The ovarian-derived steroid hormone estrogen is one of the main regulators of mammary epithelial cell proliferation and differentiation. While estrogen is required for normal mammary gland development, cumulative exposure to estrogen during a woman's lifetime is a high risk factor for breast malignancy. The action of estrogen is exerted by binding and activating the estrogen receptors, ERα and ERβ. Studies on the expression patterns of estrogen receptors and gene knock-out mouse models indicate that ERα is the primary estrogen receptor for mammary epithelial cell proliferation and differentiation. While ERα is expressed exclusively in the epithelial cells, ERβ is expressed in both epithelial and stromal cells but the expression of ERβ in the epithelial cells is very weak [1–4]. In ERβ knock-out mice, the mammary glands can still form the bronchoalveolar structure and lactate normally [5, 6]. In ERα knock-out mice, however, the mammary gland remains at rudimentary duct stage without further development [7–9]. While the role of ERβ in breast cancer is less understood, ERα is one of the most known oncogenes in breast cancer [10–12]. Abnormal expression of ERα is found in about 70–80% of human breast cancers, and about 50% of ERα-positive breast cancer patients respond to anti-estrogen therapy [10, 13]. When overexpressed in the mammary gland epithelial cells of transgenic mice, ERα leads to mammary malignancy [14, 15].
Despite the significant role of ERα in mediating estrogen-induced cell proliferation in normal mammary development and breast cancer, the mechanism is still not fully understood. In the normal mammary gland, ERα expression is found only in a subpopulation of the mammary epithelial cells and the percentage of ERα-positive cells is affected by the physiologic conditions. Unlike most other cellular receptors, ERα expression is not found in proliferating mammary epithelial cells [1–3, 16–18]. This observation leads to the prevailing concept that ERα mediates cell proliferation in a paracrine manner [1, 19]. In this paracrine model, ERα-positive cells don't proliferate; the ERα-positive cells, however, when stimulated by estrogen, will produce and release paracrine growth factors, which in turn stimulate the neighboring cells to proliferate [1, 9]. The EGF family member amphiregulin could be one of those important paracrine growth factors involved in ERα-mediated mammary gland epithelial cell proliferation . It is not clear why ERα-positive cells cannot proliferate, or why ERα does not stimulate cell proliferation in an autocrine mode or in both autocrine and paracrine modes. A recent study by Cheng et al. challenged the paradigm that ERα cannot mediate ERα-positive cell proliferation . The authors proposed that ERα is degraded early in the cell cycle, which accounts for the dissociation of the ERα-staining and cell proliferation marker.
In contrast to the mechanism in normal mammary tissues, ERα might mediate cancer cell proliferation via paracrine and/or autocrine modes in primary breast cancers. In ERα-positive primary breast cancers, the percentage of ERα-staining cells varies from 10% to 50% or higher [1, 3, 21, 22]. Most of the ERα-staining cells are not stained with Ki-67 in these ERα-positive primary breast tumors [1, 3, 23, 24]. In some primary breast tumors, however, ERα does colocalize with the cell proliferation marker Ki-67 in a sub-population of tumor cells; the percentage of ERα and Ki-67 duel-staining cells varies among different patients, from 0% to ~5% of total cells [1, 3]. The co-staining of ERα and Ki-67 suggests that ERα-positive cells in these primary breast tumors might be capable of proliferating, i.e., ERα might be able to mediate cell proliferation via autocrine fashion in these primary breast tumor cells.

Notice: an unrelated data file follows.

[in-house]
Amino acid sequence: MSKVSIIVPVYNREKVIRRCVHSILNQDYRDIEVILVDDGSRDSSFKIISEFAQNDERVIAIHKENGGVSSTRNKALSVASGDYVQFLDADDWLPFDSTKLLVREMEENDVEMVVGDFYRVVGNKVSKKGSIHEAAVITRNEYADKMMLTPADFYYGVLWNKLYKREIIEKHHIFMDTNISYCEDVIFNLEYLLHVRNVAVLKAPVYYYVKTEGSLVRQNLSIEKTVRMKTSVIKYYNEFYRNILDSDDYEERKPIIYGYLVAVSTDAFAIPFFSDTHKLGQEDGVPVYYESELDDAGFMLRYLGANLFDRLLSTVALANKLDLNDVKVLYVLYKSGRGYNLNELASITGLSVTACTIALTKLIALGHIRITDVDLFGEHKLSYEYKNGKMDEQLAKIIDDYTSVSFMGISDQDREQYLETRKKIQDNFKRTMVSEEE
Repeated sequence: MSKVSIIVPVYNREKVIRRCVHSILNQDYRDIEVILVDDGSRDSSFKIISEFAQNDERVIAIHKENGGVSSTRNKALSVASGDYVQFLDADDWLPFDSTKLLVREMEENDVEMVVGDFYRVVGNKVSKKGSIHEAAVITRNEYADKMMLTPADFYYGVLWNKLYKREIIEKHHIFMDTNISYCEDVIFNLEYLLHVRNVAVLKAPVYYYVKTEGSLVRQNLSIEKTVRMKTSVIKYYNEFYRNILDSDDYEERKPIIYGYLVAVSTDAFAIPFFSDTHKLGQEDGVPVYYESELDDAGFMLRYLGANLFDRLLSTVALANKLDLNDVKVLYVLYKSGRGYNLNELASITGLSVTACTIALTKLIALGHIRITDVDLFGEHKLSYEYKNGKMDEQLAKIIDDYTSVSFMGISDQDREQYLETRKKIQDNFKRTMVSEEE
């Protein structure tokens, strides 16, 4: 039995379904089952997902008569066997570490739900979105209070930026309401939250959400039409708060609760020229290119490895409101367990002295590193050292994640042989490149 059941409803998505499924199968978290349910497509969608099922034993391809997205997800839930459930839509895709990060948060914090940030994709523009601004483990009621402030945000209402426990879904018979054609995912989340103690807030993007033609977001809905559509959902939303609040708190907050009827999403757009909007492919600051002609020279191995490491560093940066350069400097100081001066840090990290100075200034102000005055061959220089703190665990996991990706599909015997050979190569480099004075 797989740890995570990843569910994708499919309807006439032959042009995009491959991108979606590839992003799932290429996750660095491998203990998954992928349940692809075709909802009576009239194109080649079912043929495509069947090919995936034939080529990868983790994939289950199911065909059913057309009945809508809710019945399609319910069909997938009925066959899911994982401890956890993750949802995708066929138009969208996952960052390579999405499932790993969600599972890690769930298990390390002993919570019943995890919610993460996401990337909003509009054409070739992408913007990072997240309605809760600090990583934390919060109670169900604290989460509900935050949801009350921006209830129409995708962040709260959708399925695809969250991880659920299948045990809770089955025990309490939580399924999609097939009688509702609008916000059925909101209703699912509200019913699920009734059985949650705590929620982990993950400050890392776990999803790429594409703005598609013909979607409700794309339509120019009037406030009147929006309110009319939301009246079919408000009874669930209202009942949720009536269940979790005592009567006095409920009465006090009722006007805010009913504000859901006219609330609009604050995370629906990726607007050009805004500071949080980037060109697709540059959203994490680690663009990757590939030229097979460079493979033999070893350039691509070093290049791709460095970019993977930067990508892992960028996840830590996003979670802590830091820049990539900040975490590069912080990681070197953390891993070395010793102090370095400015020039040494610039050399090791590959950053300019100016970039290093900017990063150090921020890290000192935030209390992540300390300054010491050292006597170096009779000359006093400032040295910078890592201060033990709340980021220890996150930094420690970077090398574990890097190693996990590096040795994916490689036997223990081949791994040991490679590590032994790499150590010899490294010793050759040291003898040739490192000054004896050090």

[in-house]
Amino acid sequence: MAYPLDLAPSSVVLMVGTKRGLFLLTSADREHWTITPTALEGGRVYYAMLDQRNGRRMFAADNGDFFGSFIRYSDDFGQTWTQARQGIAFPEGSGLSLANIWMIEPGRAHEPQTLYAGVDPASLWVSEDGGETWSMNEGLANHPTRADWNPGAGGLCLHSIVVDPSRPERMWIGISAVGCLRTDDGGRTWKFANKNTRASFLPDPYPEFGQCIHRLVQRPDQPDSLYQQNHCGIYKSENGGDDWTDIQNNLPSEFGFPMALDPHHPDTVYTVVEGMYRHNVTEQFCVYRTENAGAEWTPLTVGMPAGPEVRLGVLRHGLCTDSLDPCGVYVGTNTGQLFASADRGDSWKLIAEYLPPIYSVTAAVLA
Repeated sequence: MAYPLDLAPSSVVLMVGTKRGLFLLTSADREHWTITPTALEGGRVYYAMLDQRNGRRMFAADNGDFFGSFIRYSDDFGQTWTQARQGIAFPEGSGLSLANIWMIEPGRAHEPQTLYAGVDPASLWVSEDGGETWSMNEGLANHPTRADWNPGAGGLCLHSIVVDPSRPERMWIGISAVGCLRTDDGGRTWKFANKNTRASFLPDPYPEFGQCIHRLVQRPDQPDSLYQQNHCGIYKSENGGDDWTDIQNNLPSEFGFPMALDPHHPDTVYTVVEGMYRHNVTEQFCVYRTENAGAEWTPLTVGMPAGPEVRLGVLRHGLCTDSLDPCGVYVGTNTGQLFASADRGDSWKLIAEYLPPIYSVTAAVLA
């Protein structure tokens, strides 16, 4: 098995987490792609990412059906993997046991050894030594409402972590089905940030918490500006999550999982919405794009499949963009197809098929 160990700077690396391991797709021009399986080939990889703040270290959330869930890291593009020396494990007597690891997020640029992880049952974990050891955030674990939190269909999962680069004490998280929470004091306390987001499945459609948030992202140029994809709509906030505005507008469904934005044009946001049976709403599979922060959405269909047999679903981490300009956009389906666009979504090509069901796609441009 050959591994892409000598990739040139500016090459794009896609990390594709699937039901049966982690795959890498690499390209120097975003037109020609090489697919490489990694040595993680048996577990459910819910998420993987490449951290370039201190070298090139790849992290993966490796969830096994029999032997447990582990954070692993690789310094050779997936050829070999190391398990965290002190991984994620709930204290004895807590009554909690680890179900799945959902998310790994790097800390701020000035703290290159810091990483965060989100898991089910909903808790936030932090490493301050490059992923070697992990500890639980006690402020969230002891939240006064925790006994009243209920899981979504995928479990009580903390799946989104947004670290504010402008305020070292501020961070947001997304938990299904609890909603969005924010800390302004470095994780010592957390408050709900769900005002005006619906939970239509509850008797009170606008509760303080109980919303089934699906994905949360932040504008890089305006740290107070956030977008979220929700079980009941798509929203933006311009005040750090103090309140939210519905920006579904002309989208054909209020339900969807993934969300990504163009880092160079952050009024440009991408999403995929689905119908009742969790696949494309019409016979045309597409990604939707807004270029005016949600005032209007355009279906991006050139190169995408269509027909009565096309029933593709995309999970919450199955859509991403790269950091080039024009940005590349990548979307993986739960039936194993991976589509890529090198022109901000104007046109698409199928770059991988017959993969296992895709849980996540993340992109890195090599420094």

Using breast cancer cell line models, ERα has been shown to have non-genomic effect in addition to the traditional genomic action . In its genomic action as a transcriptional factor, ERα activation in MCF-7 cells can induce the expression of cyclin D and myc to promote cell cycle progression [26–29]. When stimulated by estrogen, the effect on cell proliferation in MCF-7 cells is usually not obvious until 5–7 days after the stimulation [30–32]. It is not clear why the impact is delayed for such long time and that raises the question whether the activation of ERα alone is sufficient to drive cell cycle progression through all the phases for mitosis. For the non-genomic action of ERα, cell signaling initiated from the cell surface can activate multiple pathways such as the ERK and AKT pathways [33–35]. Using the EGFR inhibitor, Levine and colleagues demonstrated that EGFR is required for the cell surface ERα-activated signaling transduction . Marks and colleagues demonstrated that inhibition of the MAPK and PI3K-AKT pathways can prevent estrogen-induced mitogenesis in MCF-7 cells . Considering all of the information derived from different perspectives, it is very likely that MCF-7 cells and some other ERα-positive breast cancer cell lines might be regulated by ERα via the autocrine as well as the paracrine modes. In this study, we demonstrated that ERα is colocalized with Ki-67 in MCF-7, T47D, and ZR75-1 cells, the ERα-positive breast cancer cell lines used in our study. Using MCF-7 cell line, we demonstrated that ERα is present in all the phases of cell cycle and activation of ERα in G1 phase promotes cell cycle progression through mitogenesis, supporting the autocrine mode of regulation. Finally, we demonstrated that EGFR activation is not required for the autocrine regulation of cell proliferation by ERα.